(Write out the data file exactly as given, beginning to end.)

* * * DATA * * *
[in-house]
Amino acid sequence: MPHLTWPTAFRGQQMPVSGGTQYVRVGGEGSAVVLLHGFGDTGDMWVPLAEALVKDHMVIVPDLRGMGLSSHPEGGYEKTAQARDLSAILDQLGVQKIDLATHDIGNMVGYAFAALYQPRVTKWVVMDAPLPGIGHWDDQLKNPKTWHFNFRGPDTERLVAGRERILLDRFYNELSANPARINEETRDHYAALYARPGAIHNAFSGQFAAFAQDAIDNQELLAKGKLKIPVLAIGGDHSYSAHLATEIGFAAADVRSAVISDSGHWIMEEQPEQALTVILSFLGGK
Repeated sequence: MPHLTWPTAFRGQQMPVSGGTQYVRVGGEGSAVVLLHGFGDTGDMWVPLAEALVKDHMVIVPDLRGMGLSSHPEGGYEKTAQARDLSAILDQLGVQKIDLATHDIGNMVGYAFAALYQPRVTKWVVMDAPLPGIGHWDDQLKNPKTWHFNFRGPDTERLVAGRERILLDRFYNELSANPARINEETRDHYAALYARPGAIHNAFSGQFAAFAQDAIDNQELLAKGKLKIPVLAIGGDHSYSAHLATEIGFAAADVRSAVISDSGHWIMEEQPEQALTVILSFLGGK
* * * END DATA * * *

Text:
[in-house]
Amino acid sequence: MPHLTWPTAFRGQQMPVSGGTQYVRVGGEGSAVVLLHGFGDTGDMWVPLAEALVKDHMVIVPDLRGMGLSSHPEGGYEKTAQARDLSAILDQLGVQKIDLATHDIGNMVGYAFAALYQPRVTKWVVMDAPLPGIGHWDDQLKNPKTWHFNFRGPDTERLVAGRERILLDRFYNELSANPARINEETRDHYAALYARPGAIHNAFSGQFAAFAQDAIDNQELLAKGKLKIPVLAIGGDHSYSAHLATEIGFAAADVRSAVISDSGHWIMEEQPEQALTVILSFLGGK
Repeated sequence: MPHLTWPTAFRGQQMPVSGGTQYVRVGGEGSAVVLLHGFGDTGDMWVPLAEALVKDHMVIVPDLRGMGLSSHPEGGYEKTAQARDLSAILDQLGVQKIDLATHDIGNMVGYAFAALYQPRVTKWVVMDAPLPGIGHWDDQLKNPKTWHFNFRGPDTERLVAGRERILLDRFYNELSANPARINEETRDHYAALYARPGAIHNAFSGQFAAFAQDAIDNQELLAKGKLKIPVLAIGGDHSYSAHLATEIGFAAADVRSAVISDSGHWIMEEQPEQALTVILSFLGGK